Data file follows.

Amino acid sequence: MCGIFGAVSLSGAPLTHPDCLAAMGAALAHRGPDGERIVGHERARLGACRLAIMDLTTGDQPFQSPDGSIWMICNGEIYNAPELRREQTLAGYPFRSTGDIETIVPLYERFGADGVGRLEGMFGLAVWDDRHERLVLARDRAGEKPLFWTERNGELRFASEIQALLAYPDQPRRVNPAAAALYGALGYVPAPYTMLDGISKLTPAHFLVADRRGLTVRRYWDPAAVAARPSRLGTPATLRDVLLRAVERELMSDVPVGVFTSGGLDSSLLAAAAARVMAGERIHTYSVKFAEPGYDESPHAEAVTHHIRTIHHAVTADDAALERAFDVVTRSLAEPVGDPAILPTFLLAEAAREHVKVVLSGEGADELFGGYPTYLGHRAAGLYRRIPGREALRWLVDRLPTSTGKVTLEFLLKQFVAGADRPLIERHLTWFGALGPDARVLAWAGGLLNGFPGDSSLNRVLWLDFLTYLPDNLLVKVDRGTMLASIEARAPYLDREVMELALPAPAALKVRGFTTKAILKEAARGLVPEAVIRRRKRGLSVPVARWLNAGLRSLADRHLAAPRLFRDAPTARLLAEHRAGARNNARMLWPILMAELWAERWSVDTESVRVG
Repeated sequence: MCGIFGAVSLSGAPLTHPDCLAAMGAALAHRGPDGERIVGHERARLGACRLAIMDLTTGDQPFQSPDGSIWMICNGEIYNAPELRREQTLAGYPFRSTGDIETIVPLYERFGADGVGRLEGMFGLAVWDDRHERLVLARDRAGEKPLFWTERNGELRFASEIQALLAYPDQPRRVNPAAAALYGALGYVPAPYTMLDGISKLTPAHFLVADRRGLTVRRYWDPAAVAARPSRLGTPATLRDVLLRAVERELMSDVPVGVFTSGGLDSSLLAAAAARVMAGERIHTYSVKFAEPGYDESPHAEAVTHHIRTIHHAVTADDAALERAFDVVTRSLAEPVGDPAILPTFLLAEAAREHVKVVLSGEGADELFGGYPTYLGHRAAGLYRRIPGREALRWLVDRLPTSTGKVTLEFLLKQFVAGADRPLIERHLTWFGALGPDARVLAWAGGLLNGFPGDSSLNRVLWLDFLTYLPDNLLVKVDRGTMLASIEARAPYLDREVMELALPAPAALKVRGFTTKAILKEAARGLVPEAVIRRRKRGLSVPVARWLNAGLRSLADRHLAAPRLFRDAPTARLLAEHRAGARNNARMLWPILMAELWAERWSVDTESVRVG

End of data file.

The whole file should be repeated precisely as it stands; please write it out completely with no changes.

Amino acid sequence: MCGIFGAVSLSGAPLTHPDCLAAMGAALAHRGPDGERIVGHERARLGACRLAIMDLTTGDQPFQSPDGSIWMICNGEIYNAPELRREQTLAGYPFRSTGDIETIVPLYERFGADGVGRLEGMFGLAVWDDRHERLVLARDRAGEKPLFWTERNGELRFASEIQALLAYPDQPRRVNPAAAALYGALGYVPAPYTMLDGISKLTPAHFLVADRRGLTVRRYWDPAAVAARPSRLGTPATLRDVLLRAVERELMSDVPVGVFTSGGLDSSLLAAAAARVMAGERIHTYSVKFAEPGYDESPHAEAVTHHIRTIHHAVTADDAALERAFDVVTRSLAEPVGDPAILPTFLLAEAAREHVKVVLSGEGADELFGGYPTYLGHRAAGLYRRIPGREALRWLVDRLPTSTGKVTLEFLLKQFVAGADRPLIERHLTWFGALGPDARVLAWAGGLLNGFPGDSSLNRVLWLDFLTYLPDNLLVKVDRGTMLASIEARAPYLDREVMELALPAPAALKVRGFTTKAILKEAARGLVPEAVIRRRKRGLSVPVARWLNAGLRSLADRHLAAPRLFRDAPTARLLAEHRAGARNNARMLWPILMAELWAERWSVDTESVRVG
Repeated sequence: MCGIFGAVSLSGAPLTHPDCLAAMGAALAHRGPDGERIVGHERARLGACRLAIMDLTTGDQPFQSPDGSIWMICNGEIYNAPELRREQTLAGYPFRSTGDIETIVPLYERFGADGVGRLEGMFGLAVWDDRHERLVLARDRAGEKPLFWTERNGELRFASEIQALLAYPDQPRRVNPAAAALYGALGYVPAPYTMLDGISKLTPAHFLVADRRGLTVRRYWDPAAVAARPSRLGTPATLRDVLLRAVERELMSDVPVGVFTSGGLDSSLLAAAAARVMAGERIHTYSVKFAEPGYDESPHAEAVTHHIRTIHHAVTADDAALERAFDVVTRSLAEPVGDPAILPTFLLAEAAREHVKVVLSGEGADELFGGYPTYLGHRAAGLYRRIPGREALRWLVDRLPTSTGKVTLEFLLKQFVAGADRPLIERHLTWFGALGPDARVLAWAGGLLNGFPGDSSLNRVLWLDFLTYLPDNLLVKVDRGTMLASIEARAPYLDREVMELALPAPAALKVRGFTTKAILKEAARGLVPEAVIRRRKRGLSVPVARWLNAGLRSLADRHLAAPRLFRDAPTARLLAEHRAGARNNARMLWPILMAELWAERWSVDTESVRVG